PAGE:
The sun was out and it warmed Jack’s skin as we walked towards the lighthouse. A beautiful ocean breeze was floating up off the Pacific and gently spilling, wave-like, onto and over the cliffs of Valiance Peak, pushing gently against Jack as he approached.

The lighthouse was made of brick, and although it was clearly old, it seemed to have been built well.  The entrance into the lighthouse was guarded by an eroded wooden door that was locked, but which easily gave way when Jack forcefully pushed his shoulder into it.  He wanted to see if he could get to the top and look out over the ocean.  When he walked in, he carefully ascended the spiral staircase, noticing some of the steps had cracked and crumbled to various extents, forcing him to sometimes jump to the next available stair.  The railing was sturdy, though, and the lighthouse wasn’t terribly tall; so it was with relative ease that Jack arrived at the top and gazed out over the sublime ocean stretched out infinitely before him. He turned around and looked back at his cabin from his new perch, admiring its quaintness and feeling truly at ease.  Jack reflected on the fact that he hadn’t felt this content in years, and nodded in internal approval at his decision to come out here alone to relax and get away from the rat race that felt more and more like a maze without an exit each day he participated in it.

After a while, he descended the spiral staircase, emerged from the entrance of the lighthouse, and strolled, satisfied, back across the open landscape to his cabin. “I could get used to this” he thought to himself.


That night, as constellations crawled across the sky, Jack lit his candles for illumination, and sat down on his sleeping bag to read more of the novel he had brought with him.  After a few chapters, he slithered into his sleeping bag for the second night, feeling completely at ease. He made plans for the following day as he waited for sleep to overtake him. He wanted to see if he could hike down, someway, to the small, rocky beach at the bottom of the cliff.   He anticipated, excitedly, the prospect of seeing those big, black jagged rocks up close.  Jack had no idea how, or even if, he could hike down there, but figured it worth trying; this sort of curious investigation gave him something to do out here.  He contemplated possible hiking routes as his consciousness dissolved seamlessly into the coffin of deep sleep. He did not dream.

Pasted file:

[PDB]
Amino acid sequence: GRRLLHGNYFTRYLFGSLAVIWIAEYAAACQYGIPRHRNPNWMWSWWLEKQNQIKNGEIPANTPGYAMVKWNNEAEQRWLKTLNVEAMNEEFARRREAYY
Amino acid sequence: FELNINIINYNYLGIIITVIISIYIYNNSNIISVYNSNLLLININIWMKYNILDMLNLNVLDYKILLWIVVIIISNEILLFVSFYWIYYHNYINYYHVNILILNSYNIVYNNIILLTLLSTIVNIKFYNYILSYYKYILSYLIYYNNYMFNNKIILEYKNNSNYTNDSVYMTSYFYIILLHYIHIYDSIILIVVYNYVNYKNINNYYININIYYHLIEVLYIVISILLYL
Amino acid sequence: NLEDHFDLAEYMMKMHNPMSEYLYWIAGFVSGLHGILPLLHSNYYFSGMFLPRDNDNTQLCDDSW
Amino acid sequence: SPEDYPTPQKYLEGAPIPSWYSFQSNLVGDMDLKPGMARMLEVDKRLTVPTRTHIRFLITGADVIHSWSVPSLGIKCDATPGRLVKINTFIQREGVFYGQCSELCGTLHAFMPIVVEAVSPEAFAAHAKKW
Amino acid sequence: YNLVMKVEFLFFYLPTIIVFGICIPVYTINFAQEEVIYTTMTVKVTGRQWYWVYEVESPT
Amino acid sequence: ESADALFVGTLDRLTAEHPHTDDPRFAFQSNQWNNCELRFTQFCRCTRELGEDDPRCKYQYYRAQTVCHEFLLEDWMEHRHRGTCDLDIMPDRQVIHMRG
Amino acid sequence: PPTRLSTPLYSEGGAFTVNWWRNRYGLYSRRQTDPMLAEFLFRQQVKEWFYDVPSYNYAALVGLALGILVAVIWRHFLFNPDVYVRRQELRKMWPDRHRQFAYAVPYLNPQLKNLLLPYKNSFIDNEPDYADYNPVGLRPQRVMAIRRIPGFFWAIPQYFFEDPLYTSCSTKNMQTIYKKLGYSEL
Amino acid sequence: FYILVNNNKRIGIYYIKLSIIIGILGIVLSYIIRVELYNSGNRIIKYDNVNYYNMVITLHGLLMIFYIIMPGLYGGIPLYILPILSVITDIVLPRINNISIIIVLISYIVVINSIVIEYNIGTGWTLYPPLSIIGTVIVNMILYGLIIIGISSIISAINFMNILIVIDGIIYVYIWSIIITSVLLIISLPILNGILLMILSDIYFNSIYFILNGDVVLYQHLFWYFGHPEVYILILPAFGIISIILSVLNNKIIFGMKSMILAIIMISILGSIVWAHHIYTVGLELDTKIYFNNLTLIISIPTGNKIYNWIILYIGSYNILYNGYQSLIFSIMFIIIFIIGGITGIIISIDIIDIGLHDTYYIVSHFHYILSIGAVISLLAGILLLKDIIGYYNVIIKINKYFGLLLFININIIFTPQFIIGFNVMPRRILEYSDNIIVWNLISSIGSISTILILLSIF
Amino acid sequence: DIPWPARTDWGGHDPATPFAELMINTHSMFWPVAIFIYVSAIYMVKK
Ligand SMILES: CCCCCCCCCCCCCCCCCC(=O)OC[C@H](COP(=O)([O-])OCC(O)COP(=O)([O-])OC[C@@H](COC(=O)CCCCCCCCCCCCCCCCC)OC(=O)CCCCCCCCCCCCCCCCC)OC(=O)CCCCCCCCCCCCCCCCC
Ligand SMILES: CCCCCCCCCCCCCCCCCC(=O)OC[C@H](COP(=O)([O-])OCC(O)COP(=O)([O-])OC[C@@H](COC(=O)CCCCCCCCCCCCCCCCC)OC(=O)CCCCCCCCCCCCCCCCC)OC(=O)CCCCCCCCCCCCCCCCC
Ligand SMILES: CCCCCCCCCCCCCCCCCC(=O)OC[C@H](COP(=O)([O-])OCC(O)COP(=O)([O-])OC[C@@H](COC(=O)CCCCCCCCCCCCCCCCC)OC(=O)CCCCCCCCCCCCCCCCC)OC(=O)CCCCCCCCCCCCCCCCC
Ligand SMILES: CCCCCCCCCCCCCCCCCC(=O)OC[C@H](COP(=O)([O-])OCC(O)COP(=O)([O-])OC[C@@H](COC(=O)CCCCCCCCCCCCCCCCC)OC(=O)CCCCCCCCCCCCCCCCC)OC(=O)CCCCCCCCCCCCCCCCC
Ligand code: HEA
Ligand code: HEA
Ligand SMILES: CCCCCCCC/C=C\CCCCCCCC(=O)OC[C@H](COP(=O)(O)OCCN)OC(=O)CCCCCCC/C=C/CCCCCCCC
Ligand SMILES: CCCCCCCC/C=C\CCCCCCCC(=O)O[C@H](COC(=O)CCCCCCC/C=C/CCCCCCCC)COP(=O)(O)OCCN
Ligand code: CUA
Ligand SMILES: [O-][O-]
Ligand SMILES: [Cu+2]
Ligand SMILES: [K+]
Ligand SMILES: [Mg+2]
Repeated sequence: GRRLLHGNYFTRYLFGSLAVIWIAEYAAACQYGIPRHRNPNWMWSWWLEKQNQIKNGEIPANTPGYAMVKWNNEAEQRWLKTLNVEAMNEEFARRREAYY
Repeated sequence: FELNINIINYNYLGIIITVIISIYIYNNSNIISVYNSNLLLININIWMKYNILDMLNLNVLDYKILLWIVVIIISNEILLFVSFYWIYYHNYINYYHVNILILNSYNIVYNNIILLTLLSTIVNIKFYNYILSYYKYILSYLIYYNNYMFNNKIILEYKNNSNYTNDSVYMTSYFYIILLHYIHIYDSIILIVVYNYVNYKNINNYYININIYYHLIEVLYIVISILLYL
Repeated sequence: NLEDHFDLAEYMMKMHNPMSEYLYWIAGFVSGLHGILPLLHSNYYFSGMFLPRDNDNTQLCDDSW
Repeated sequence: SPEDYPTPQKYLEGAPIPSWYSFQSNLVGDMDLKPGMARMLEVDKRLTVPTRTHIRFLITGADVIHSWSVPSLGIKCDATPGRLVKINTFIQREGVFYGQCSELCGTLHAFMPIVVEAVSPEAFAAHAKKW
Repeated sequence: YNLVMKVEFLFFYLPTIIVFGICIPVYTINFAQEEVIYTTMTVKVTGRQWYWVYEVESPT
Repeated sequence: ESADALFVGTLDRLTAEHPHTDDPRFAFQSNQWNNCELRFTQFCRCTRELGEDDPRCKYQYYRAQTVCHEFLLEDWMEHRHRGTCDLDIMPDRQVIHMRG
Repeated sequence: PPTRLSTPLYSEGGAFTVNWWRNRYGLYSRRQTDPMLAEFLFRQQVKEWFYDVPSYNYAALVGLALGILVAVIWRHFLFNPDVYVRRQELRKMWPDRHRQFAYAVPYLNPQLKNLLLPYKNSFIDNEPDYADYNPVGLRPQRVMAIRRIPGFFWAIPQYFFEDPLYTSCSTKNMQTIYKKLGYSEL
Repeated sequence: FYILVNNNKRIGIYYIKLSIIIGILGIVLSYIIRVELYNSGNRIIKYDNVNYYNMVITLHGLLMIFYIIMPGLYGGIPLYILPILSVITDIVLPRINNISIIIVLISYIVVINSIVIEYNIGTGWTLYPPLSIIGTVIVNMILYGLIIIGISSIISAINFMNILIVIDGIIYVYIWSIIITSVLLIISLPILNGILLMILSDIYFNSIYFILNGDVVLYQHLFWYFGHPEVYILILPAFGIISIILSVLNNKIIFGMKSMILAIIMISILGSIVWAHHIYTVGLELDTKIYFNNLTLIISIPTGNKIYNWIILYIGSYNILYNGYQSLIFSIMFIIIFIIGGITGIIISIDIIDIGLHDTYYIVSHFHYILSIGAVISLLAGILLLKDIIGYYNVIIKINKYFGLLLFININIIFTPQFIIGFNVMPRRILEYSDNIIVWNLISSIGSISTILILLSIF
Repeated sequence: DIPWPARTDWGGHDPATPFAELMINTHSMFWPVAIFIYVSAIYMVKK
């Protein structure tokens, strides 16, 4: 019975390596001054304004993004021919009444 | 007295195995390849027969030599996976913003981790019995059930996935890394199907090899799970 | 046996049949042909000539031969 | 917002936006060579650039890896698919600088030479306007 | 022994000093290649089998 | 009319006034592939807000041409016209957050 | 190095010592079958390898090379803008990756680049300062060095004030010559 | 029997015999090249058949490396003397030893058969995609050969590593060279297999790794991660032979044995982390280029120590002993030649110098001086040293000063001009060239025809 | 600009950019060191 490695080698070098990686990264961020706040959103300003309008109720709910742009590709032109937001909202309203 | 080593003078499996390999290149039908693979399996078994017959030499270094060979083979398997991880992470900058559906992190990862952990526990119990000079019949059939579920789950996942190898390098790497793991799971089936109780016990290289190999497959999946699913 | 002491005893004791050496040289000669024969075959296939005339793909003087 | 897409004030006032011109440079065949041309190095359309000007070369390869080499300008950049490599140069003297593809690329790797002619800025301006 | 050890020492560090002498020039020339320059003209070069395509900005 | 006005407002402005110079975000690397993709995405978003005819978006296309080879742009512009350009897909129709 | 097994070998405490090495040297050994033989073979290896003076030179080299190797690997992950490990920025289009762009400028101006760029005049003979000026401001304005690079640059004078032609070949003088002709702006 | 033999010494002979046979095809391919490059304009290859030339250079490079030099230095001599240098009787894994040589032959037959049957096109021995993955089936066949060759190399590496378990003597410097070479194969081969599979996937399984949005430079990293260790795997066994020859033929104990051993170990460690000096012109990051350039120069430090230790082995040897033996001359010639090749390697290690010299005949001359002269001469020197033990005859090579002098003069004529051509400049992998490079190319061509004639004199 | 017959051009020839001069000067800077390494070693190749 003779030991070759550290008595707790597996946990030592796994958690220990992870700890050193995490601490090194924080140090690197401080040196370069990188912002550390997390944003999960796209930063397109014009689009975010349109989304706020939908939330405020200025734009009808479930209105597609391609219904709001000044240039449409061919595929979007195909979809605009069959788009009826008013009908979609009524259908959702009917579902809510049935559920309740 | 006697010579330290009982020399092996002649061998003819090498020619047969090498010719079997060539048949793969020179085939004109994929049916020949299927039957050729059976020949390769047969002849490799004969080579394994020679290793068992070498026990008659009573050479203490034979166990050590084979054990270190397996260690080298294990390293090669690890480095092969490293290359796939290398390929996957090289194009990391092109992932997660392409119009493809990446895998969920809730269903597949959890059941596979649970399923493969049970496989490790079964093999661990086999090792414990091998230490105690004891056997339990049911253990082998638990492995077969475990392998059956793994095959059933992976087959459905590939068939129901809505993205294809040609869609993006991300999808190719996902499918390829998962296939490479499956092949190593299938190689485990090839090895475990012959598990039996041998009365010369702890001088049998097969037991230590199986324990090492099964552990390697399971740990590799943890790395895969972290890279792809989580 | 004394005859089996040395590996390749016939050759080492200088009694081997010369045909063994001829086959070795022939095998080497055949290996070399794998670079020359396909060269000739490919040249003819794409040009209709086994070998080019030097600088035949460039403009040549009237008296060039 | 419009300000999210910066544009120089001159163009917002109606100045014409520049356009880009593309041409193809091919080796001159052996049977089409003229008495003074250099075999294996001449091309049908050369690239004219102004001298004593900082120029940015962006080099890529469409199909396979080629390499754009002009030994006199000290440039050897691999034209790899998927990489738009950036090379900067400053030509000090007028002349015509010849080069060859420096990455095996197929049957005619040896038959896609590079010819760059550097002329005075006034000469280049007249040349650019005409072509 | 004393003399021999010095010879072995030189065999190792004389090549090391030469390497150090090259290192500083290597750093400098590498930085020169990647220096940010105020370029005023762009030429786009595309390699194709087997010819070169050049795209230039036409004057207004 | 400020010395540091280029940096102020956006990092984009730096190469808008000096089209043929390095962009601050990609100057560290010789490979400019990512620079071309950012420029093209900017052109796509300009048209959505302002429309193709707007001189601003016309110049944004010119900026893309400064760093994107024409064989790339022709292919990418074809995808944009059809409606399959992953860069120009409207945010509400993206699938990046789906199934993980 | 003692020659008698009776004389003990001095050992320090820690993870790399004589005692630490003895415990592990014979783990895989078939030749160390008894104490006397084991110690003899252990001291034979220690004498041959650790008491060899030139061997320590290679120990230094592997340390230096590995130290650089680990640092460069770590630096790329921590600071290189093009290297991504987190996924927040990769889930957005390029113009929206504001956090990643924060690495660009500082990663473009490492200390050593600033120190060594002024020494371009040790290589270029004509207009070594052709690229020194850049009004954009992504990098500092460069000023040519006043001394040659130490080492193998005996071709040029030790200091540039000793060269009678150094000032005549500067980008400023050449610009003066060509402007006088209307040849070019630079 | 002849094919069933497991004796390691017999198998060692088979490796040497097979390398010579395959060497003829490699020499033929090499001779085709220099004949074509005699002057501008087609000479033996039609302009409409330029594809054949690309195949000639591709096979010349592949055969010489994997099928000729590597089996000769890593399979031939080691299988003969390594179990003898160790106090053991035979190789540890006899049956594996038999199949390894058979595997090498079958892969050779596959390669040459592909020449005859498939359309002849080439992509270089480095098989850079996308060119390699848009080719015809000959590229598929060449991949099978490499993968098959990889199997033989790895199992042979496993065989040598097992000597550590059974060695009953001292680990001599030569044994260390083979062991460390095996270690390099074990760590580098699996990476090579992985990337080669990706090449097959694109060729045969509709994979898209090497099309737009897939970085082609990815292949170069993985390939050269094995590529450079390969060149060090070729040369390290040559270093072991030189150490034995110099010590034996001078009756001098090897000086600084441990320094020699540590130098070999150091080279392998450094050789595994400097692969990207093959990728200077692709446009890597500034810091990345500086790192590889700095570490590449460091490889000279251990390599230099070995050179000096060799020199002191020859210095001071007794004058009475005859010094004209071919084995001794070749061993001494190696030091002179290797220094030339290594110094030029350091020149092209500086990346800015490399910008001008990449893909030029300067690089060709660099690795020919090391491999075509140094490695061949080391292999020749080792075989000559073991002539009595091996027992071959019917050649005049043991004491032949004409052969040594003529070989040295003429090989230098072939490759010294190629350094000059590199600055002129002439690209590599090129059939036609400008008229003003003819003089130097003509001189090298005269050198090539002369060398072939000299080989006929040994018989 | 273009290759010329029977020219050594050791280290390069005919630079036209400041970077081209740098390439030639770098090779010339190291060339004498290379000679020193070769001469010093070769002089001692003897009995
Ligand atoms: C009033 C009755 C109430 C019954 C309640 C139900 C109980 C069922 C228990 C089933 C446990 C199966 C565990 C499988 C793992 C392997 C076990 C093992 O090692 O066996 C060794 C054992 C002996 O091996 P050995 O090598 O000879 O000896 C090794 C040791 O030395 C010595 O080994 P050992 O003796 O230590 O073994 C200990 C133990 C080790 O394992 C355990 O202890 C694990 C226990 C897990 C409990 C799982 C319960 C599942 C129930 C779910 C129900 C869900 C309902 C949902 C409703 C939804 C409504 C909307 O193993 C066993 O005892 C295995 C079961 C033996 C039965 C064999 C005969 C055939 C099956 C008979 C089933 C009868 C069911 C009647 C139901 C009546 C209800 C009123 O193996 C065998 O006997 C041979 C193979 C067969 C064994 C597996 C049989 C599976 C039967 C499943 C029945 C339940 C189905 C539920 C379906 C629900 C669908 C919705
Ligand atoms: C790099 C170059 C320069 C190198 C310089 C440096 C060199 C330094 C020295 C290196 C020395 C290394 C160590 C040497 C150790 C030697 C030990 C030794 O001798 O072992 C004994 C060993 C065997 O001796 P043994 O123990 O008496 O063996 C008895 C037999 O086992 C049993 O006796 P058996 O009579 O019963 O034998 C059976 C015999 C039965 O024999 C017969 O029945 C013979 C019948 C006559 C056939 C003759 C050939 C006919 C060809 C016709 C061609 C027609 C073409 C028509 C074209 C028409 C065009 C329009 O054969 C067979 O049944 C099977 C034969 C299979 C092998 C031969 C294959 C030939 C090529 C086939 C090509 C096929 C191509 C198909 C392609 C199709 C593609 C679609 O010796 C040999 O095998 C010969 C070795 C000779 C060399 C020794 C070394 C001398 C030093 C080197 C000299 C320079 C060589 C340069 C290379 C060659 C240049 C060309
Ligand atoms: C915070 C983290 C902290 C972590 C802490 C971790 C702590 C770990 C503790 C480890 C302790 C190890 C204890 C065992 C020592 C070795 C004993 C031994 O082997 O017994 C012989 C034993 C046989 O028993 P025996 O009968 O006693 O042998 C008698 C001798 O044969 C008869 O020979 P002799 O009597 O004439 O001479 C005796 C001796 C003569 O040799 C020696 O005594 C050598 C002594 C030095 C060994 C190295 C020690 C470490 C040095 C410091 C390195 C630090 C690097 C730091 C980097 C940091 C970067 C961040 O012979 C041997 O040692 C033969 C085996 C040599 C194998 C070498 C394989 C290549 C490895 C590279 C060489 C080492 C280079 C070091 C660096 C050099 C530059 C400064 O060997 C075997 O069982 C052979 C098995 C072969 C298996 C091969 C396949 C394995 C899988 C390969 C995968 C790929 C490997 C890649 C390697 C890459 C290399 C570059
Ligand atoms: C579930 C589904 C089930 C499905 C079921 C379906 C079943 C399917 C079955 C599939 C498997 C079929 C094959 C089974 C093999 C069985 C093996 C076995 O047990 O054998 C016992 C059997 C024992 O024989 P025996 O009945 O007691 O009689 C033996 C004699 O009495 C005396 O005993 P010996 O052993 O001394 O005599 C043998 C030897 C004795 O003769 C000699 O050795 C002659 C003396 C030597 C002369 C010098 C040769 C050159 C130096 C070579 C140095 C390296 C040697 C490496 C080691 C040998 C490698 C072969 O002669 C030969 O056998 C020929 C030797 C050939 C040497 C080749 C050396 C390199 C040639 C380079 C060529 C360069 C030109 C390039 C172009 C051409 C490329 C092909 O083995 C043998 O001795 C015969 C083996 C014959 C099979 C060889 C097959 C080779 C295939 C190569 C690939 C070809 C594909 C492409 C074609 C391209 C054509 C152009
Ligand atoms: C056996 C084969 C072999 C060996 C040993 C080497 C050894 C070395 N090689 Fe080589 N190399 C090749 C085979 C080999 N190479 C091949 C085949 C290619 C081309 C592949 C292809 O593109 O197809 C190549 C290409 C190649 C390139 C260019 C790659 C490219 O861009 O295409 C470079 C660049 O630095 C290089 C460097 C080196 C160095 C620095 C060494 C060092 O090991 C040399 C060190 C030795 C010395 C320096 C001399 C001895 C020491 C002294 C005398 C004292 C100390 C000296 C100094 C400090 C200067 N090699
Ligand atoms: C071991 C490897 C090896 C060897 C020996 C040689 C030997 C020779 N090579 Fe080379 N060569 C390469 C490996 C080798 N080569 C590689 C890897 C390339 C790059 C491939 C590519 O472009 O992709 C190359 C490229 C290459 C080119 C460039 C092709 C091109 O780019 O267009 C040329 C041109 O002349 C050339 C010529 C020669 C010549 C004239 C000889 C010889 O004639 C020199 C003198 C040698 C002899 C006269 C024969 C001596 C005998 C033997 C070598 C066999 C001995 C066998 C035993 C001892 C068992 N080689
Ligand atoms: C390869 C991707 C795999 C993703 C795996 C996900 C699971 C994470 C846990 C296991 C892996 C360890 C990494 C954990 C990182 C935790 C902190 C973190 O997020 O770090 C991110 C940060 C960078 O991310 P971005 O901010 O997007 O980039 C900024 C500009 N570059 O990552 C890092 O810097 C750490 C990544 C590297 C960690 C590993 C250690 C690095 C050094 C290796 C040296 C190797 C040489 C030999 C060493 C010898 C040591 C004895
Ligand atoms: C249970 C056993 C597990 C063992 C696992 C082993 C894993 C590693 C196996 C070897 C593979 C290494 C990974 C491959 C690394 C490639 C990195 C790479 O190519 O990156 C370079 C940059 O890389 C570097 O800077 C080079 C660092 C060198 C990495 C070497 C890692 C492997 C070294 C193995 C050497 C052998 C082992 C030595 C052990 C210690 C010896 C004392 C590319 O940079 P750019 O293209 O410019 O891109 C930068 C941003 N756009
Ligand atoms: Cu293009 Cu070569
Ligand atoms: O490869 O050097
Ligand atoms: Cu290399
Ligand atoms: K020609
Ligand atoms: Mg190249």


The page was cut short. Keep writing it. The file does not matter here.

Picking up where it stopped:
The pain was excruciating. Jack felt as if he were on fire; as if he were being burned alive. He leapt out of his sleeping bag, fell into the wall violently, and crumpled onto the ground, writhing and squirming in agony.  He was sweating profusely.  He was scared.  Jack had no idea what was happening, and he wondered if he was having some sort of seizure or if had been bitten by some exotic insect.  He lay on the dusty floorboards of the cabin, scrunching himself into the fetal position, trying to overcome the pain long enough to think clearly. But just as quickly as it had come, it left. Within a split second he suddenly stopped feeling hot and nauseated and all the pain dissipated. He returned to feeling normal finding himself sprawled out on the floor now, looking up at the ceiling, trying to collect his thoughts and figure out what had just happened.  He wondered if he should seek medical attention, but immediately realized he could not hike back to his car in the dark woods.  He checked his watch: it was 3:27am.  He was exhausted, frightened, and disoriented. He decided to get up and go outside to catch his breath and try to calm himself down. He stumbled out into the foggy night, and sat down on the single step leading up to the porch.  Jack took a few deep breaths; in and out.  The moon back-lit the fog just like it had the night before, and he peered up and out towards the lighthouse. The sight struck him immediately.

There it was again.  

A figure standing next to the lighthouse, obscured by fog, but definitely there.  Remembering his discovery of rocks and bushes by the light house earlier that day, and physically drained from the strange sickness that had just overwhelmed him back in the cabin, he didn’t let himself get scared. He just stared at it, noticing its complete lack of movement.  There was a solid breeze coming off of the ocean, and the trees and bushes around him were waving gently in the wind.  It must be a rock, he thought to himself.  But he noted that it seemed taller than any of the rocks he had seen earlier that day.  The more he stared at it, the less it seemed like it could be anything other than a person; just standing there. A slow, apprehensive dread began to bubble up in his stomach as he strained his eyes to peer through the fog and focus on the object.